03/9/10

Where Else Can We Go?

3056886585 77308f3361 Where Else Can We Go?You can almost see Peter throw up open hands when he replied, “Lord, to whom shall we go? You have the words of eternal life, and we have believed, and have come to know, that you are the Holy One of Israel.”

As many of Jesus’ disciples were leaving (John 6:60-68), Jesus turned to the twelve and asked them if they were next. Peter’s response has been echoing in my head.

Where else would we go?

Peter didn’t play down the reasons others had for leaving Jesus Christ. Peter didn’t deny contemplating it himself. Peter just asked a question that demands a reasonable answer.

Look around – is there any other option? Where else can you turn for eternal life if you turn away from Christ?

Would you reject the Fountain of Living Water to hew broken cisterns for yourself? Peter realized that no matter who or what you turned to, it would be less than Christ. It wouldn’t offers the eternal life that our souls long for. It would be a vain attempt to satisfy oneself outside of God, where satisfaction cannot be found. How futile it is to look for something in a place other than where it is.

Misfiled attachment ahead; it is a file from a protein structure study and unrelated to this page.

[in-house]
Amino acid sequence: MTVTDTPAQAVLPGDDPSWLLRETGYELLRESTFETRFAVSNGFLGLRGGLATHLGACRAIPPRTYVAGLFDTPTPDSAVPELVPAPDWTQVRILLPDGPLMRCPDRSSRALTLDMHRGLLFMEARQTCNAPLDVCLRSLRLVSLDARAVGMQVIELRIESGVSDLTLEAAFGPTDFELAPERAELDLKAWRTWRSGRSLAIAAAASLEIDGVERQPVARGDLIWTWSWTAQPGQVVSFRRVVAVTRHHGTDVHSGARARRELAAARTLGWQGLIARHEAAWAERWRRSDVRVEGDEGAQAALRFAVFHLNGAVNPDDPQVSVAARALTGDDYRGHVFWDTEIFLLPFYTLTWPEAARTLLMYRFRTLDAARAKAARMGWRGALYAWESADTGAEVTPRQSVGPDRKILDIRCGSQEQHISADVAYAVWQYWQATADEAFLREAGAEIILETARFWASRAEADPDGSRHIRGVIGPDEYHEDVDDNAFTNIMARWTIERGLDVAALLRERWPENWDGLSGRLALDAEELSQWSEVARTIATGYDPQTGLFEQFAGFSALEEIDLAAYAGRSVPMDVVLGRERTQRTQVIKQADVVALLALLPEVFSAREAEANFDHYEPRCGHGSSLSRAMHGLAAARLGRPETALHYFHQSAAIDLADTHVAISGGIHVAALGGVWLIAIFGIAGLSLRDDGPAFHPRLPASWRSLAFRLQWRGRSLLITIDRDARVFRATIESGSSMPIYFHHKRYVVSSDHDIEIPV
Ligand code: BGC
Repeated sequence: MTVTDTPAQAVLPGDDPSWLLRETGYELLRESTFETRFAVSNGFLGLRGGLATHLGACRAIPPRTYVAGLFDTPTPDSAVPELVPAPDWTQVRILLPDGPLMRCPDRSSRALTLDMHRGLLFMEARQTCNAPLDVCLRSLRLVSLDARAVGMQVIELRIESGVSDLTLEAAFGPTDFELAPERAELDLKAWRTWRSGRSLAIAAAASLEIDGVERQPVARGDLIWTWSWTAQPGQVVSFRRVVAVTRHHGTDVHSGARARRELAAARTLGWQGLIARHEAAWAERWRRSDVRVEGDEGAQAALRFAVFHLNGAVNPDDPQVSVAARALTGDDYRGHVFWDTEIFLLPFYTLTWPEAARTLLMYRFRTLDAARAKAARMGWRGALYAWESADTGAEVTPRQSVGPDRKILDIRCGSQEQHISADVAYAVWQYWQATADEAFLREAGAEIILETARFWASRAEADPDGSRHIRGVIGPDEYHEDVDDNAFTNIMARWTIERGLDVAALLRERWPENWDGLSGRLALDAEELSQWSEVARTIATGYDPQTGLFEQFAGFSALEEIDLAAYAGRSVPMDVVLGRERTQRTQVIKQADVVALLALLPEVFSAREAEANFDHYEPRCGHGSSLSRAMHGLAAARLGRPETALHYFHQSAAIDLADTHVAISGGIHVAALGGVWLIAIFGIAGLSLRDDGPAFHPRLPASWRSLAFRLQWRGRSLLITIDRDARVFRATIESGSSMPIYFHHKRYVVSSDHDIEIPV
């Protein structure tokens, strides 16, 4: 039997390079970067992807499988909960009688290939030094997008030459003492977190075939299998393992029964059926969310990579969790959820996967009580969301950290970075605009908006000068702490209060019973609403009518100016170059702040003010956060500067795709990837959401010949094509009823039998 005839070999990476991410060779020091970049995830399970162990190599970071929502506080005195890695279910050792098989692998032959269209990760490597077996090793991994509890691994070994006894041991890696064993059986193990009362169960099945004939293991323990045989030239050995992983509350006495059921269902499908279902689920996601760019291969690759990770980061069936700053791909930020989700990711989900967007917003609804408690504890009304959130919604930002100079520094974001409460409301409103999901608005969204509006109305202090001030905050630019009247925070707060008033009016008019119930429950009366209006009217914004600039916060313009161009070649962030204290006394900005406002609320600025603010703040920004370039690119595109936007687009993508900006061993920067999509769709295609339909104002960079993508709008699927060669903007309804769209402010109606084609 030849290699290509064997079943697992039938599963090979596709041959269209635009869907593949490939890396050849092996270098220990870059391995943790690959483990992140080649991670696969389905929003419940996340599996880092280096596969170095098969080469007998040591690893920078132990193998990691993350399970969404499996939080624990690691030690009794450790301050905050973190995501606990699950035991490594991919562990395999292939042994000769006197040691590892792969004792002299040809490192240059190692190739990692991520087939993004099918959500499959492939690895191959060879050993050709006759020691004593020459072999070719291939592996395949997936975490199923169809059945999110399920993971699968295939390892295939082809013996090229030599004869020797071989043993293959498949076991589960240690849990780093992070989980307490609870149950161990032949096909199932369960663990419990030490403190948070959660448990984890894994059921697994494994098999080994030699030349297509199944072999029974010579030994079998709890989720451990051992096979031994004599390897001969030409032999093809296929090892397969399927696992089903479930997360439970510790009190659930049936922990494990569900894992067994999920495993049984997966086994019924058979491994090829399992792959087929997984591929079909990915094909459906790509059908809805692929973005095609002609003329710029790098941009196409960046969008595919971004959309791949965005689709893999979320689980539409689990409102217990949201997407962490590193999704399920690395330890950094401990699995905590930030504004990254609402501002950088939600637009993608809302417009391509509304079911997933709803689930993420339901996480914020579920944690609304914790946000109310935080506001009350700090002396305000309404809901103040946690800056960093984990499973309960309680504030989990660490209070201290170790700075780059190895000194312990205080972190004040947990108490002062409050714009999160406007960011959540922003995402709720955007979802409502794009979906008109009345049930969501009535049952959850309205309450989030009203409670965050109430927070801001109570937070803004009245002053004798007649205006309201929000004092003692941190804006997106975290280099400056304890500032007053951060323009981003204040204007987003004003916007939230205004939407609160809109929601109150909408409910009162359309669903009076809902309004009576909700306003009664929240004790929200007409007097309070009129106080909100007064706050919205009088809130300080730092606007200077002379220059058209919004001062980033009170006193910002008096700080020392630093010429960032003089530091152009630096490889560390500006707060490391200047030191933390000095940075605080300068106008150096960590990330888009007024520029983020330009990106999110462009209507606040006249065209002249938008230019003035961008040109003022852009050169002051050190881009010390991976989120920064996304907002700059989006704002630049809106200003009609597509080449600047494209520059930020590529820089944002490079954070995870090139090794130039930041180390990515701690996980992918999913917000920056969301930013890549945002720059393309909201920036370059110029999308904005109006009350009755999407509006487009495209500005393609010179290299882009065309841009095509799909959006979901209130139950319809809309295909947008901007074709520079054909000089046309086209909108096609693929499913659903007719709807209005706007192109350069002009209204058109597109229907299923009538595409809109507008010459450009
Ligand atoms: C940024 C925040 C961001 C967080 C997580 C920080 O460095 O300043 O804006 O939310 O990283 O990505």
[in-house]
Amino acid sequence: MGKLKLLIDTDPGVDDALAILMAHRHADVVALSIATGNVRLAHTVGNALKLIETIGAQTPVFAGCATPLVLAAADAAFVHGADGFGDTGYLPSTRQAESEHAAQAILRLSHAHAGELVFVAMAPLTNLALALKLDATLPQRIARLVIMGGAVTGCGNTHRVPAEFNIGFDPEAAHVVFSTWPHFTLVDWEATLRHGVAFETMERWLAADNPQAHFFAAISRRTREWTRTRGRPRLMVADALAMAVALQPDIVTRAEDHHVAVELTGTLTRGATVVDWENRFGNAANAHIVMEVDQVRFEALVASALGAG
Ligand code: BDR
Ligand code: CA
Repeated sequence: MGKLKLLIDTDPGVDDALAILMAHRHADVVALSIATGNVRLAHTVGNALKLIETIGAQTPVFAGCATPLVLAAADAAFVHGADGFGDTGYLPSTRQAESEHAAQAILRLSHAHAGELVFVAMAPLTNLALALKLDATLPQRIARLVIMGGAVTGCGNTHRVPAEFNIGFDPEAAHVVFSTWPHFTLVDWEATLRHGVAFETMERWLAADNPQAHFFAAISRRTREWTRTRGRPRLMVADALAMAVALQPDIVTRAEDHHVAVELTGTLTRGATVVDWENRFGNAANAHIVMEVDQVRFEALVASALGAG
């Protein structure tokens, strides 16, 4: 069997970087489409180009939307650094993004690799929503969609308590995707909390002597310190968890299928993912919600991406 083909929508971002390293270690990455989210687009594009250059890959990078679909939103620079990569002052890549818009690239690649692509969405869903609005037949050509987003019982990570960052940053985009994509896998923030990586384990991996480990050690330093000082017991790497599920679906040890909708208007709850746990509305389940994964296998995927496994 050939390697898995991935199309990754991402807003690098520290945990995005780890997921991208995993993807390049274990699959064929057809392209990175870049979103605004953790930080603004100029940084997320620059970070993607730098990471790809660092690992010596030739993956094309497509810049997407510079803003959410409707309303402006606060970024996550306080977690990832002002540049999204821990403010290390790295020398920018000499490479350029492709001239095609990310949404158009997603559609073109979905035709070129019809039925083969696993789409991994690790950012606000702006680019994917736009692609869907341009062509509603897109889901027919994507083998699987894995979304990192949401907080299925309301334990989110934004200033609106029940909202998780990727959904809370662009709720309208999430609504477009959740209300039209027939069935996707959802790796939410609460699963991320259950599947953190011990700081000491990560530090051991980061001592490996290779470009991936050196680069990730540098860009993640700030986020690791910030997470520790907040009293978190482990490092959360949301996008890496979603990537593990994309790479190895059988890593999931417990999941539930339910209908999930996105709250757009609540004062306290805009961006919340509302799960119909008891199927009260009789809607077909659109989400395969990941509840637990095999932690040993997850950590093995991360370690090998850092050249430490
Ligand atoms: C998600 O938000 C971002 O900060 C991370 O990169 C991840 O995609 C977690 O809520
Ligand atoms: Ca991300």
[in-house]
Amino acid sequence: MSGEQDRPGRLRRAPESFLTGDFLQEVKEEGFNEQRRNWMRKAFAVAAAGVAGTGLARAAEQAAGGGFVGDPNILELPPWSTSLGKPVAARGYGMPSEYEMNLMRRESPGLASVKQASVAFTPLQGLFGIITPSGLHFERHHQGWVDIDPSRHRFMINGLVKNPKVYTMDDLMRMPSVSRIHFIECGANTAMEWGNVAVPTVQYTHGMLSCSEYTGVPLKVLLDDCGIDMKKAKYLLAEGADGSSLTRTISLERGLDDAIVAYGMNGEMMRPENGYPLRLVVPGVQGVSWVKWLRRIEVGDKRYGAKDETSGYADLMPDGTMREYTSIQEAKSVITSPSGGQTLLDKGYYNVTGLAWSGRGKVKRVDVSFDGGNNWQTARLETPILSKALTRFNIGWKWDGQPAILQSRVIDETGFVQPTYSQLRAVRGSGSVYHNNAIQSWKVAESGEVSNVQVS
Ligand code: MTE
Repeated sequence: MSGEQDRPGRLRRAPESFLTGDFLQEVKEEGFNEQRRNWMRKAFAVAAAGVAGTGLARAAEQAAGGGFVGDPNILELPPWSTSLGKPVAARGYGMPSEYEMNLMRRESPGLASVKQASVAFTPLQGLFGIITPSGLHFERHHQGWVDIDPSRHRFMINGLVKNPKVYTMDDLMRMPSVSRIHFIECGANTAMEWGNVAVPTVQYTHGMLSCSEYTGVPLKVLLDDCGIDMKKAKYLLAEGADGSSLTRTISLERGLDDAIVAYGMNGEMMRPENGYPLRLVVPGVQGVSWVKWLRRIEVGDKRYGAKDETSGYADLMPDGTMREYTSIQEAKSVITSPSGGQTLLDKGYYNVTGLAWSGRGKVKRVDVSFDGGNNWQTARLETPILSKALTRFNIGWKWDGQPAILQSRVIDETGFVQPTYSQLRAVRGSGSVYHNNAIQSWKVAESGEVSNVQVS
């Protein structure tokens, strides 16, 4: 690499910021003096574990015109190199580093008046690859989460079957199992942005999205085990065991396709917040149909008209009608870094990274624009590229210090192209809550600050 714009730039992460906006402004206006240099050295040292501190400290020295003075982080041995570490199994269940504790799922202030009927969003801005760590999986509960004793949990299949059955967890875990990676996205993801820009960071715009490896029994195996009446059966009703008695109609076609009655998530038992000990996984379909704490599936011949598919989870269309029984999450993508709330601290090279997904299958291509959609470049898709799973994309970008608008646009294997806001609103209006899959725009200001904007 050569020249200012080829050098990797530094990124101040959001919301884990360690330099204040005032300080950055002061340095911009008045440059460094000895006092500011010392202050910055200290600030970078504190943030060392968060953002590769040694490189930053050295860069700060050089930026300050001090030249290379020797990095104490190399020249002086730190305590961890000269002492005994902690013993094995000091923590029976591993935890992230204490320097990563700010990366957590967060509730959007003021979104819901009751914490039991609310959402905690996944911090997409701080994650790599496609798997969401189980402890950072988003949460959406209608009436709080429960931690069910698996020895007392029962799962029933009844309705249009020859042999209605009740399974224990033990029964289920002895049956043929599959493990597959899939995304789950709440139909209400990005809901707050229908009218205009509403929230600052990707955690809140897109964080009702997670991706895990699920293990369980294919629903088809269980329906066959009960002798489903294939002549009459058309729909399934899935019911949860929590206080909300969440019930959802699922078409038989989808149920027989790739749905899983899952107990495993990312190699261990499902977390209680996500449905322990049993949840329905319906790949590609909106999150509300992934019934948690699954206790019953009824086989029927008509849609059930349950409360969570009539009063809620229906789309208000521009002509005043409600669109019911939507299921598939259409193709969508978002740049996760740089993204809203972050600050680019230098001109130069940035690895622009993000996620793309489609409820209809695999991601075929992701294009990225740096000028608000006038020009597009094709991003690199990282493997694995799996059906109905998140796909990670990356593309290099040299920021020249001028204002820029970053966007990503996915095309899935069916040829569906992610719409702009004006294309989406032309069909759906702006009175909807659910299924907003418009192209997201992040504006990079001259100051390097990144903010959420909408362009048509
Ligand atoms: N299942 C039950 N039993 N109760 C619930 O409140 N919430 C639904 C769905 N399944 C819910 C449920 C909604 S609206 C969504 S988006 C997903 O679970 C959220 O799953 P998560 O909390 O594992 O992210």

Where I’ve Been and Where We’re Headed

I flew the coop for a couple weeks because midterms had me in a headlock. But what I learned while I was away from the blogosphere is worth coming back to share in the coming weeks.



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02/26/10

A Sweet & Bitter Providence [Weekend Resource]

A Sweet And Bitter Providence large A Sweet & Bitter Providence [Weekend Resource]This is audio Bible study at its finest, and that needs to inform your listening approach. Here’s what I mean.

John Piper’s new book, A Sweet & Bitter Providence, is out in audio format at christianaudio.com. The book is more of a Bible study than just a drive-by reading. It is more polished than a sermon, more fervent than a commentary, with more Biblical depth than the typical Christian book.